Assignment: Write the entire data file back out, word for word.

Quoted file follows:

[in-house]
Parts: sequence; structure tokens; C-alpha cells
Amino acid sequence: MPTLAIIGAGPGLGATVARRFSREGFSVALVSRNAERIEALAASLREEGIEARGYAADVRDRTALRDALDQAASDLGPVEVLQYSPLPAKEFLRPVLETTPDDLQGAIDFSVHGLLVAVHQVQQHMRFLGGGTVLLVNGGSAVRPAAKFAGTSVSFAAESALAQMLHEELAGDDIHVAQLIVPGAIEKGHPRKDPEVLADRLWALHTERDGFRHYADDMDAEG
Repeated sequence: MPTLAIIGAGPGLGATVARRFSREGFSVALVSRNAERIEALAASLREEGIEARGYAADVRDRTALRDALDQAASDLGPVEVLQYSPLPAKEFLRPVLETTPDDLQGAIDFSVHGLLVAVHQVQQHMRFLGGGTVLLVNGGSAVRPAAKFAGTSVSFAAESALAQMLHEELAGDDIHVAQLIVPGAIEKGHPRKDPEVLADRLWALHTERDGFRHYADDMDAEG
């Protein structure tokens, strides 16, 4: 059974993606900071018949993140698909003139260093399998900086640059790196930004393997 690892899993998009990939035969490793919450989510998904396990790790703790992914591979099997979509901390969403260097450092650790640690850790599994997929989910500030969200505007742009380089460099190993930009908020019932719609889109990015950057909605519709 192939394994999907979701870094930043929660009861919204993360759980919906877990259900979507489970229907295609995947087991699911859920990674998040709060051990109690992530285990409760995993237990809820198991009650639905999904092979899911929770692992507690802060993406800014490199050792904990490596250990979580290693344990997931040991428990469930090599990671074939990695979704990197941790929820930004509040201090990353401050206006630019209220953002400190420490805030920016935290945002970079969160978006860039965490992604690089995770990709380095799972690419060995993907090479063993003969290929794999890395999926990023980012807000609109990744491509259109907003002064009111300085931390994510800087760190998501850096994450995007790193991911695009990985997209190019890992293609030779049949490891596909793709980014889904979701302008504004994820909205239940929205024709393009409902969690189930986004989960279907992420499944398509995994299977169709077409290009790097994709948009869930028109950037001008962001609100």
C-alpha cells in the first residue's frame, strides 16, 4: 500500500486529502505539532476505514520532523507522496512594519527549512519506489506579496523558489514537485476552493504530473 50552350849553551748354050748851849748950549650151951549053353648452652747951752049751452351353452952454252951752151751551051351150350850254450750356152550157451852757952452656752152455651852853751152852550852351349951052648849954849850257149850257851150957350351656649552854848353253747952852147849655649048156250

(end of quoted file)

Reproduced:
[in-house]
Parts: sequence; structure tokens; C-alpha cells
Amino acid sequence: MPTLAIIGAGPGLGATVARRFSREGFSVALVSRNAERIEALAASLREEGIEARGYAADVRDRTALRDALDQAASDLGPVEVLQYSPLPAKEFLRPVLETTPDDLQGAIDFSVHGLLVAVHQVQQHMRFLGGGTVLLVNGGSAVRPAAKFAGTSVSFAAESALAQMLHEELAGDDIHVAQLIVPGAIEKGHPRKDPEVLADRLWALHTERDGFRHYADDMDAEG
Repeated sequence: MPTLAIIGAGPGLGATVARRFSREGFSVALVSRNAERIEALAASLREEGIEARGYAADVRDRTALRDALDQAASDLGPVEVLQYSPLPAKEFLRPVLETTPDDLQGAIDFSVHGLLVAVHQVQQHMRFLGGGTVLLVNGGSAVRPAAKFAGTSVSFAAESALAQMLHEELAGDDIHVAQLIVPGAIEKGHPRKDPEVLADRLWALHTERDGFRHYADDMDAEG
């Protein structure tokens, strides 16, 4: 059974993606900071018949993140698909003139260093399998900086640059790196930004393997 690892899993998009990939035969490793919450989510998904396990790790703790992914591979099997979509901390969403260097450092650790640690850790599994997929989910500030969200505007742009380089460099190993930009908020019932719609889109990015950057909605519709 192939394994999907979701870094930043929660009861919204993360759980919906877990259900979507489970229907295609995947087991699911859920990674998040709060051990109690992530285990409760995993237990809820198991009650639905999904092979899911929770692992507690802060993406800014490199050792904990490596250990979580290693344990997931040991428990469930090599990671074939990695979704990197941790929820930004509040201090990353401050206006630019209220953002400190420490805030920016935290945002970079969160978006860039965490992604690089995770990709380095799972690419060995993907090479063993003969290929794999890395999926990023980012807000609109990744491509259109907003002064009111300085931390994510800087760190998501850096994450995007790193991911695009990985997209190019890992293609030779049949490891596909793709980014889904979701302008504004994820909205239940929205024709393009409902969690189930986004989960279907992420499944398509995994299977169709077409290009790097994709948009869930028109950037001008962001609100």
C-alpha cells in the first residue's frame, strides 16, 4: 500500500486529502505539532476505514520532523507522496512594519527549512519506489506579496523558489514537485476552493504530473 50552350849553551748354050748851849748950549650151951549053353648452652747951752049751452351353452952454252951752151751551051351150350850254450750356152550157451852757952452656752152455651852853751152852550852351349951052648849954849850257149850257851150957350351656649552854848353253747952852147849655649048156250